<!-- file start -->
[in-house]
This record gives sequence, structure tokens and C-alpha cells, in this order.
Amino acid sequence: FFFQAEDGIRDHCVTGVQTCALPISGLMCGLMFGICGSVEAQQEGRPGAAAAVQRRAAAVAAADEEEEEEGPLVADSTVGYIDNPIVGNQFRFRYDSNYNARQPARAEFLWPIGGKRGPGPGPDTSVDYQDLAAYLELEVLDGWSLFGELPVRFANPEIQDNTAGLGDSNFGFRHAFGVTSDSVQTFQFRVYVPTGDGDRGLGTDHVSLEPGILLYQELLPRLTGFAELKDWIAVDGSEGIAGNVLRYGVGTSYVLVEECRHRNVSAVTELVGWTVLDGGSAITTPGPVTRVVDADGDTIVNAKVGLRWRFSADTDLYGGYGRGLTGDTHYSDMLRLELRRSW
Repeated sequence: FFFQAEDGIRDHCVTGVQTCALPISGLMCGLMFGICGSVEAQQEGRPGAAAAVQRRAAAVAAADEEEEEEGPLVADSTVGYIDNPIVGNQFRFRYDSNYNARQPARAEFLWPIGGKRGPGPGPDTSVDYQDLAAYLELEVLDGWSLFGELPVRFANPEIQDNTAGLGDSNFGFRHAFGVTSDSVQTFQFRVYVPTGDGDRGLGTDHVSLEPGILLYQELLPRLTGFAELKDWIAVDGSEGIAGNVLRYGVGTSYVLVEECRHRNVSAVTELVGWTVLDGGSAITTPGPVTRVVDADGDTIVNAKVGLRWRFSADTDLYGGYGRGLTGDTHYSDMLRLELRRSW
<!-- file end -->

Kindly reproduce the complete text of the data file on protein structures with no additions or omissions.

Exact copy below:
[in-house]
This record gives sequence, structure tokens and C-alpha cells, in this order.
Amino acid sequence: FFFQAEDGIRDHCVTGVQTCALPISGLMCGLMFGICGSVEAQQEGRPGAAAAVQRRAAAVAAADEEEEEEGPLVADSTVGYIDNPIVGNQFRFRYDSNYNARQPARAEFLWPIGGKRGPGPGPDTSVDYQDLAAYLELEVLDGWSLFGELPVRFANPEIQDNTAGLGDSNFGFRHAFGVTSDSVQTFQFRVYVPTGDGDRGLGTDHVSLEPGILLYQELLPRLTGFAELKDWIAVDGSEGIAGNVLRYGVGTSYVLVEECRHRNVSAVTELVGWTVLDGGSAITTPGPVTRVVDADGDTIVNAKVGLRWRFSADTDLYGGYGRGLTGDTHYSDMLRLELRRSW
Repeated sequence: FFFQAEDGIRDHCVTGVQTCALPISGLMCGLMFGICGSVEAQQEGRPGAAAAVQRRAAAVAAADEEEEEEGPLVADSTVGYIDNPIVGNQFRFRYDSNYNARQPARAEFLWPIGGKRGPGPGPDTSVDYQDLAAYLELEVLDGWSLFGELPVRFANPEIQDNTAGLGDSNFGFRHAFGVTSDSVQTFQFRVYVPTGDGDRGLGTDHVSLEPGILLYQELLPRLTGFAELKDWIAVDGSEGIAGNVLRYGVGTSYVLVEECRHRNVSAVTELVGWTVLDGGSAITTPGPVTRVVDADGDTIVNAKVGLRWRFSADTDLYGGYGRGLTGDTHYSDMLRLELRRSW